Little flowers give me big smile

I wanted to take some more photos of my sempervivum flowers before they all faded, to show the variety in the blooms. After a few shots though, I realized their differences were subtle.

Perhaps too subtle to monopolize a post, so I found several other small blooms around my garden and included those too. Very few words today.


As noted, these are various sempervivum flowers. I wonder if they will produce viable seed?

Not like I need more semps, but it would be interesting to grow them from seed to see what sort of hybrids I may have created.

Tiny henbit flowers. I've never looked at them this closely before. Yes, I should have pulled these weeds already, but I don't know if I can now -- it looks like a seahorse king sitting on his undersea throne!

Henbit flowers, although it might be a sea monkey king instead!

The ninebark is flowering now, which is always a wonderful sight:

Is this an assassin bug nymph?

Did you know chive flowers are edible? Sort of sweet and potently oniony. These tiny beetles know they're edible and love eating them apparently:

Not strictly a tiny flower, but this 'Morden Sunrise' rose is so nice:

It's impossible to get the color of this right. It's not this yellow.
And it's not really this orange either.

A few miscellaneous blooms, now that I'm looking for them...

Nepeta 'Walker's Low' -- catmint. One of hundreds of tiny flowers.

A volunteer pea, growing nowhere near my veggie bed.

The uncropped version of this image will burn your retinas.

I love getting close looks at tiny flowers. It lets me see them in ways that I normally wouldn't. Their beautiful and delicate structures and tiny details are not intended for human eyes. You need to get up close, like an insect, to really appreciate them fully.

And I do appreciate them, I really do.


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Steve Lau  – (May 11, 2011 at 7:31 AM)  

Sempervivums do produce viable seed, but the seeds are tiny, and they do germinate after being planted for about a week, at least with the giant species I already have.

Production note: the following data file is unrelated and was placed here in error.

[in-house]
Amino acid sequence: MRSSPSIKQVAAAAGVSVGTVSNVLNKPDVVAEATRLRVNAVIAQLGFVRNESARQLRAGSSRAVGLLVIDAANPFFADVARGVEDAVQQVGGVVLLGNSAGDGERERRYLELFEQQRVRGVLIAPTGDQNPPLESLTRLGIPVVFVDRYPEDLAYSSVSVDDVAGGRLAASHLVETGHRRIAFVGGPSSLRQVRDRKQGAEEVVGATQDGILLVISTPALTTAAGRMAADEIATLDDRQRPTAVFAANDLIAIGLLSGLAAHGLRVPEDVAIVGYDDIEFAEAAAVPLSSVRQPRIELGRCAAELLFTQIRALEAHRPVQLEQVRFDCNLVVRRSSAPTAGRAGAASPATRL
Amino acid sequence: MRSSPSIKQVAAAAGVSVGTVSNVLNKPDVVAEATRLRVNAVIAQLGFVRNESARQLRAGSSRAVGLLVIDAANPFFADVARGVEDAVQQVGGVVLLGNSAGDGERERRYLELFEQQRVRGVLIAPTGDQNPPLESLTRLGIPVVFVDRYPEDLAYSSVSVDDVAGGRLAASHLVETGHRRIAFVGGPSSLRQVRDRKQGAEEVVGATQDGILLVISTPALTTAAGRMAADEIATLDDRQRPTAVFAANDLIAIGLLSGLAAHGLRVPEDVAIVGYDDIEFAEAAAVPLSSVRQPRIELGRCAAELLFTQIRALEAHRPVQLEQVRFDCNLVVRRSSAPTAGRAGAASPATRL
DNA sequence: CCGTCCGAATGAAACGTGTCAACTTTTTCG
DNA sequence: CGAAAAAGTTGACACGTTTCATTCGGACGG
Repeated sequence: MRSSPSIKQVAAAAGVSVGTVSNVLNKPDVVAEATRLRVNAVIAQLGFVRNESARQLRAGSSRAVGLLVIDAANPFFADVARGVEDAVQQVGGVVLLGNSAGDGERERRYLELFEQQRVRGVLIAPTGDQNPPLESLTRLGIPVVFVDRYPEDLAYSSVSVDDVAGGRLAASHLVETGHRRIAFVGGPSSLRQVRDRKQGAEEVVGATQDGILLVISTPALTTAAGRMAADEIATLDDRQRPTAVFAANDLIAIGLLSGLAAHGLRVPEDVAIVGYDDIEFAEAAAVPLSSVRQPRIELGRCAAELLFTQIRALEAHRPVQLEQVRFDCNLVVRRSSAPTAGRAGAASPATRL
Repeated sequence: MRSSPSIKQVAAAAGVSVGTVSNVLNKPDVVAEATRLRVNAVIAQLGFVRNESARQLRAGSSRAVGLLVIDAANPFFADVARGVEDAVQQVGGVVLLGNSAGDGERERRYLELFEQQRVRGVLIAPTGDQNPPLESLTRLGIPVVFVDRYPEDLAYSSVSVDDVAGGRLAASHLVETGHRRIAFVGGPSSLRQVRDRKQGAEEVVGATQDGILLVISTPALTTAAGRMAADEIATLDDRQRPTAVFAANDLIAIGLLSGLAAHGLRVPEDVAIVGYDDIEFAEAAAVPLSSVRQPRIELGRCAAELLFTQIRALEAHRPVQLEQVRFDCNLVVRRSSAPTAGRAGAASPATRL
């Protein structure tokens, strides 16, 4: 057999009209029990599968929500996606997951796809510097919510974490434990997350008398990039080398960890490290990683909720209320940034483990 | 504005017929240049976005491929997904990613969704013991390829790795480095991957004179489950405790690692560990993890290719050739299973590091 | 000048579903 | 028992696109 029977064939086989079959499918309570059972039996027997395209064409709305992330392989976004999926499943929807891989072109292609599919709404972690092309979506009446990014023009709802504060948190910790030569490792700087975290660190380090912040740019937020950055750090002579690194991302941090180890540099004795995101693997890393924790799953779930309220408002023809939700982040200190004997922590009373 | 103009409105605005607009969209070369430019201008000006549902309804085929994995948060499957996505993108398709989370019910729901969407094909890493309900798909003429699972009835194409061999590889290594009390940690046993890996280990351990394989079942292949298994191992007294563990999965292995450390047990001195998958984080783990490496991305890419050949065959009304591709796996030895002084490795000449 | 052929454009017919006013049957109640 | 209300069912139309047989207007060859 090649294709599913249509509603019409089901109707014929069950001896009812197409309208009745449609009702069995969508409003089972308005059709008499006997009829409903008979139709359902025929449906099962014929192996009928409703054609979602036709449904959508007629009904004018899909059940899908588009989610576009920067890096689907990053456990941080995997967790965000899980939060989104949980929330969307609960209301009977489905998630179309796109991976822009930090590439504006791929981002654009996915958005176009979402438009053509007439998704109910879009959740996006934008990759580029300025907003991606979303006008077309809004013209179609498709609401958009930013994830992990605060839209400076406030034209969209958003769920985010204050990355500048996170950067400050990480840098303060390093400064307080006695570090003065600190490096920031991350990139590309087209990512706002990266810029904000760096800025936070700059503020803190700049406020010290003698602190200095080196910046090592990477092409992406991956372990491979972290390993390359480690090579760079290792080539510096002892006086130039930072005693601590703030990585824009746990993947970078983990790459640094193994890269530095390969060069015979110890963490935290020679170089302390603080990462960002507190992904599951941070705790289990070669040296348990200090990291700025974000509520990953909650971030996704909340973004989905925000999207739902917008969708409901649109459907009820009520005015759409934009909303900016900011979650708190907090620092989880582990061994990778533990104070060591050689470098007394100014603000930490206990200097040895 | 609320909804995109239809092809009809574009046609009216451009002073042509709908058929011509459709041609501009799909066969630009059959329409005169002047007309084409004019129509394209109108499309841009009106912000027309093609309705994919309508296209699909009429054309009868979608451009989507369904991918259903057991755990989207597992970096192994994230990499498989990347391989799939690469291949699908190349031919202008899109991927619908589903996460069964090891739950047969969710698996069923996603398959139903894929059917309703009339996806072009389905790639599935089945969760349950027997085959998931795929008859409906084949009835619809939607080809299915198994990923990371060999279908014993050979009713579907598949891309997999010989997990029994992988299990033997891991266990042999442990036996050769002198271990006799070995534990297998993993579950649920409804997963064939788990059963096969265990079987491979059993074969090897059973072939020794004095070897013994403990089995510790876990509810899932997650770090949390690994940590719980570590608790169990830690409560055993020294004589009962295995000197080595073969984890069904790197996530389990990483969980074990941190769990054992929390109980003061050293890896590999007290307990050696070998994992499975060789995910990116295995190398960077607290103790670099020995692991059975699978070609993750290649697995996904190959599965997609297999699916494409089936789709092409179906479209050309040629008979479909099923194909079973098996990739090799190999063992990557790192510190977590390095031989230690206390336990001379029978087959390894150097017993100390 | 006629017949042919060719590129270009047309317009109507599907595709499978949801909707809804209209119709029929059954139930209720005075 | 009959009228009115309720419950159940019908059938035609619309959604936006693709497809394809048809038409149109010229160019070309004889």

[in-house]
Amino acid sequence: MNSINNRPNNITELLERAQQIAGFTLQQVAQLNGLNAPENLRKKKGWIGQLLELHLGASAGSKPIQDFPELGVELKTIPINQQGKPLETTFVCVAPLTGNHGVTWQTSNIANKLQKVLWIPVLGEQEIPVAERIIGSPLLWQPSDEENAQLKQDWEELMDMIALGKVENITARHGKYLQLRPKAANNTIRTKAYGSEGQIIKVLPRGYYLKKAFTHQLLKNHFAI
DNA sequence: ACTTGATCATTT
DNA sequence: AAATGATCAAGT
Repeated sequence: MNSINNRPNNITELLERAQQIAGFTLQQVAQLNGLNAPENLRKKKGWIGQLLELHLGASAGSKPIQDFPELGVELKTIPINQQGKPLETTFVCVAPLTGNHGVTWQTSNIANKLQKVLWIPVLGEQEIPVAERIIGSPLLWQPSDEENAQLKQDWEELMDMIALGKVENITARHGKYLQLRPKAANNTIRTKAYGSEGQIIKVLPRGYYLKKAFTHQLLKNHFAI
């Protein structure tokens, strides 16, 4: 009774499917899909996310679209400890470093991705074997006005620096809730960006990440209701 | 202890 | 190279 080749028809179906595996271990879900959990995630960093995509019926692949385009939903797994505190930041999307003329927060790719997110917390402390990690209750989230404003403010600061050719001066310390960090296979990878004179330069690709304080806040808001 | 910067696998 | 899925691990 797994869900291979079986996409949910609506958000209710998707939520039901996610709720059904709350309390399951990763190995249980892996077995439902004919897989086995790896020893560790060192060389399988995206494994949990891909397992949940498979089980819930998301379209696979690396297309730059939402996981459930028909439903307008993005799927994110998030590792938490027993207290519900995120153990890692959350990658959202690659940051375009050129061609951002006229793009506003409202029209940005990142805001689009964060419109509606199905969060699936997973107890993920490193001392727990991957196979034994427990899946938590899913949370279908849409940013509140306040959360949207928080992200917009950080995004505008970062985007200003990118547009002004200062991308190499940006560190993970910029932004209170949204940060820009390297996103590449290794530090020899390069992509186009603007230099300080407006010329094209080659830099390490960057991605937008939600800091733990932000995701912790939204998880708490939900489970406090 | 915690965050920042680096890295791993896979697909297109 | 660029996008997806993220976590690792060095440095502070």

Diana Studer  – (May 11, 2011 at 2:08 PM)  

And the tiny details so often show us that other layer of life. Spiders and beetles.

Getting the camera and the human eye to agree about the colour of that flower, is a mission I frequently despair of. Feel like telling the camera, yes, that flower, you've got the shape right, now, about the colour ...

Gerhard Bock (Succulents and More)  – (May 11, 2011 at 7:55 PM)  

Alan, these are absolutely stunning photographs. Most people probably don't realize a) how small these flowers are, and b) how extremely difficult it is to take macro photos of this quality.

:: Bamboo and More ::

One  – (May 11, 2011 at 10:52 PM)  

I appreciate them too. Love the images of your flowers and bugs. I'm still keeping my macros of tiny flowers. Like you, I also have thoughts that they should not monopolize a post. Need to look for more...

Sheila  – (May 12, 2011 at 10:32 AM)  

Great images! A telephoto lens certainly helps me appreciate the intricate beauty of small flowers.

Alan  – (May 13, 2011 at 6:25 PM)  

It looks like Blogger's problems resulted in some of the comments from this post being deleted. If you know what you said and want to say it again, please do!

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